The Meek Shall Inherit the Earth

Article by J. Edwin Pope (1936-2006)

Meekness is not the most sought after of character traits, but it is a necessary one for Christians. Edwin Pope defines meekness, giving three steps to developing it in our lives.


Taking Our Lead From God

Article by Staff

In light of the examples of Korah, Dathan, and Abiram, have we allowed ourselves to be led by men or are we really following God?


Coattails

CGG Weekly by David C. Grabbe

Nimrod's tale is one of arrogance and blindness. He did not use his leadership abilities constructively but for self-exaltation and the pursuit of preeminence.


Don't Be a Politician

Sermon by Mike Ford

Jesus proved that one cannot become a leader through political intrigue, but by assuming the position of a humble servant. God sets Himself against the proud.


Countering Presumptuousness

Sermon by Richard T. Ritenbaugh

Korah, Dathan, and Abiram were not content with where God had placed them, but, in a spirit of pride, wanted to arrogate to themselves the office of Moses.


What Type of Leader Are You?

Sermonette by Ted E. Bowling

Jesus Christ did not teach the pyramid model of leadership, where successive levels of leaders provide direction to those in the lesser ranks. He served.


Abdicate

Sermonette by Ryan McClure

In 1936, British King Edward VIII abdicated for the woman he loved. Satan's pride and Adonijah's presumptuousness urged them to leave their ordained positions.


Mercy, Pilgrimage, and Providence

Sermon by John W. Ritenbaugh

John Ritenbaugh, reflecting upon the admonition of Christ that we must take the straight gate or the narrow way (symbols of grave difficulty), indicates that our experience in overcoming and developing character will be fraught with difficulties. Nevertheless, God will provide the power to get through all this difficulty and …


James and Unleavened Bread (Part Two)

Sermon by Richard T. Ritenbaugh

Richard Ritenbaugh asserts that the epistle of James stresses both faith and works, emphasizing those factors necessary for growth, enabling us to produce a bountiful harvest of fruit. We are to exercise humility and impartiality, taking particular effort to bring our tongues under control, being cautiously slow to speak, …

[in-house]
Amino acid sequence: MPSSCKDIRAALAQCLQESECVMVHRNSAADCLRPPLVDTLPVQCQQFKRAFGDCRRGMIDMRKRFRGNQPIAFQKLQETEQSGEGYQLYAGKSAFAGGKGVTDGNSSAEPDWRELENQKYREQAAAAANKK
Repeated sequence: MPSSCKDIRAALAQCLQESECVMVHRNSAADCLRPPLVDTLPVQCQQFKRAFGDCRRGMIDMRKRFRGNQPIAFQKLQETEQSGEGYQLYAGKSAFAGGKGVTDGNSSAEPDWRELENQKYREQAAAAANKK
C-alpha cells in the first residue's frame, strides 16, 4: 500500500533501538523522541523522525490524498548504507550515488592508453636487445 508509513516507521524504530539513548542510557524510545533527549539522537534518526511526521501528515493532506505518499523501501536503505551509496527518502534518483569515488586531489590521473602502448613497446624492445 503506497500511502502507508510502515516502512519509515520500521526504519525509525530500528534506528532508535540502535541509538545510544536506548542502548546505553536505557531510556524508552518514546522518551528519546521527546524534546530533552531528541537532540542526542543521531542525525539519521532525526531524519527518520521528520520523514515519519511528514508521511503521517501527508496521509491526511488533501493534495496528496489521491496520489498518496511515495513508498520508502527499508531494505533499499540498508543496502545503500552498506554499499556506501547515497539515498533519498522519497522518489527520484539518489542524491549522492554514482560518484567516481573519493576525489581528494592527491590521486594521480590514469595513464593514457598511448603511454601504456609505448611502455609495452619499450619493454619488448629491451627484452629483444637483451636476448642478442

Who Then Is In The Kingdom Of Heaven?

Feast of Tabernacles Sermon by Martin G. Collins

In Matthew 18, some disciples pondered who would be greatest in the Kingdom. However, ambition, arrogance, and pride will keep one from even being there.


Living by Faith: Humility and God's Justice

Sermon by John W. Ritenbaugh

Humility, poverty of spirit, and acknowledging our total dependence on God are of the utmost importance. God responds to those who are humble.


Habakkuk: A Prophet of Faith (Part Three)

Sermon by Martin G. Collins

Martin Collins, reviewing the episode of Habakkuk's frustration that God would use an evil people to punish Israel, points us to the prophet's resolve to cease being a fretful worrier and to become a responsible watcher, determined to understand the purpose of God's dealing with His people. Only a faithful believer will ever …


Concerning Edom

Sermon by Richard T. Ritenbaugh

Reflecting on the almost universal problem of sibling rivalry, Richard Ritenbaugh focuses upon the bitter conflict that began over 3,500 years ago in the womb of Rebekah—the enmity between the descendants of Esau and Jacob. From Esau's warped perspective, Jacob cheated him out of his birthright and blessings; however, God …


Thou Shall Not Covet

Sermon by John O. Reid (1930-2016)

Because virtually every sin begins as a desire in the mind, the command against coveting (lustful cravings) could be the key to keeping the other commandments.


Knowing God: Formality and Customs (Part Six)

Sermon by John W. Ritenbaugh

John Ritenbaugh warns that human nature is hostile to change, even when it is confirmed to be in the wrong. In the matter of godly standards for dress (as in any other aspect of God's teaching), we must adopt the humble, childlike, sincere, unassuming, unpretentious, and teachable attitude, loving God intimately, denying …


God's Rest (Part 2)

Sermon by John W. Ritenbaugh

The two principal robbers of peace are pride and the drive to have complete control of our lives. Discontent and imagined victimization led Adam and Eve into sin.


What I Believe About Conspiracy Theories

Feast of Tabernacles Sermon by John W. Ritenbaugh

The drive toward one world government is a transparent reality having several biblical prototypes, all inspired by demonic opposition to God's rule.


A Political Hurricane

Commentary by Richard T. Ritenbaugh

Richard Ritenbaugh, reflecting on the fallout from the devastating Hurricane Matthew, a category 4 storm, has observed that some have attempted shamelessly to politicize this disaster, foolishly proclaiming that this disaster was caused by climate change, global warming, or 'environmental racism.' Regardless of the subject being …


Control and Self-Control

Sermon by Richard T. Ritenbaugh

Paradoxically, when we yield to God's sovereignty, He wants to cede control over to us, teaching us to develop self-control as an ingrained habit.


Unity

Sermon/Bible Study by John W. Ritenbaugh

Jesus, in His prayer recorded in John 17, fervently asks for unity among His Disciples (and by extension-all of us). Almost 20% of this prayer is devoted to the subject of unity, that His disciples would be unified with God the Father and with each other, as Jesus is unified with the Father. If we aren't unified with our …